This tag is for questions related to English as spoken in Great Britain, and sometimes Ireland.

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1answer
25 views

Help with Plural Objects and Subjects

I know to use 'is' for singular and 'are' for plurals. I was recently listening to a song and it reminded me of a 'rule' a teacher once told me about. The chorus repeats: Line 1: BIG GIRLS CRY WHEN ...
-1
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0answers
21 views

A different way to learn English [on hold]

I look for a creative way to learn English ... I love writing, I love talking and I believe that you can learn by reading books, watching movies, singing beautiful songs ... anyone agree with me?
2
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3answers
42 views

Referring to someone's country of ancestry in an informal way?

What is a good way to refer to a person's country of ancestry? Im going pretty much everywhere in Europe this year and in Australia we have so many Australians of European ancestry. For example a ...
4
votes
2answers
75 views

What does it mean when someone says “noted” to you? [on hold]

I was talking to my friend about something I find disgusting and she replied, "Noted." I replied, "Noted what?" and she said, "All dat." I am a little confused about what she was trying to say? Is ...
31
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3answers
4k views

When did “More tea vicar?” start to be used after farting? Where did it come from?

In England when someone farts they might say "More tea vicar?" When did this start, and how did it come about? It feels unusual enough to have a definite creation - some comedian perhaps? Web ...
2
votes
1answer
86 views

Ma'am: Is it as in “ham” solely for the Queen, whilst it remains spoken “ma”+“um” (less any glotal stop) for all others?

It's become conventional wisdom that, when addressing the Queen after introduction, one must be sure to address her as "ma'am" as if it were to rhyme with "ham". Only "ma'am" and "ham" don't rhyme. ...
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0answers
31 views

English language project…Please help? [closed]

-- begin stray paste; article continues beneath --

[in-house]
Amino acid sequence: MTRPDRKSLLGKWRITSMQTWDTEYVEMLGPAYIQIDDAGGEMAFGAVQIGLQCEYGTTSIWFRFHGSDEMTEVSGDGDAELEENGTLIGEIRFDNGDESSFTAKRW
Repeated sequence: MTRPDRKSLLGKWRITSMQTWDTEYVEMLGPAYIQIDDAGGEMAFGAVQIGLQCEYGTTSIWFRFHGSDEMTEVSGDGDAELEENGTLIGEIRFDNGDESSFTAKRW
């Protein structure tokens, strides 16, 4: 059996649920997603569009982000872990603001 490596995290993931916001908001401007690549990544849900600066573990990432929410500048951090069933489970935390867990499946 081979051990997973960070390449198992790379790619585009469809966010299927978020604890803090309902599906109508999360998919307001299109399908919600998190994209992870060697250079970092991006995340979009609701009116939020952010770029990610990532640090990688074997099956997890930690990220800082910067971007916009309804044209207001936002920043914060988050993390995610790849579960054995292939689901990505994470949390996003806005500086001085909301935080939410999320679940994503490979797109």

I’m making a Project on William Shakespeare and John Milton. It's an English project on the life and works of Shakespeare and Milton. I want some general tips and ideas and a good suitable title for ...
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0answers
24 views

Can anyone help me with WH questions? [closed]

I try to understand it but the teacher can't explain it so well ? And I still have problems with grammars Suhaib
4
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4answers
188 views
+500

Is “crash into a bend” BrE and must there be a structure at the bend in order to use the phrase?

Includes 10 uses, showing it is far from a one-off phrase. Numbers 4 & 5 (bicycle) and 7, 8, 9, 10 ("everyday usage") are the uses I am most interested in. Question 1 If a vehicle ...
6
votes
4answers
155 views

We might have to do some “fiddling”

I like the word fiddle, and I quite like the musical instrument too. If you're fiddling with a device, it means you're trying to repair it. It might be tricky because of all the tiny bits and pieces ...
0
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3answers
48 views

`Good/correct English' for a 'pay back the effort' [closed]

I'm looking for a term/expression/word that is less plumb then Introducing the following concept is difficult but will pay back in the end.
1
vote
1answer
54 views

What is the correct pronunciation? [closed]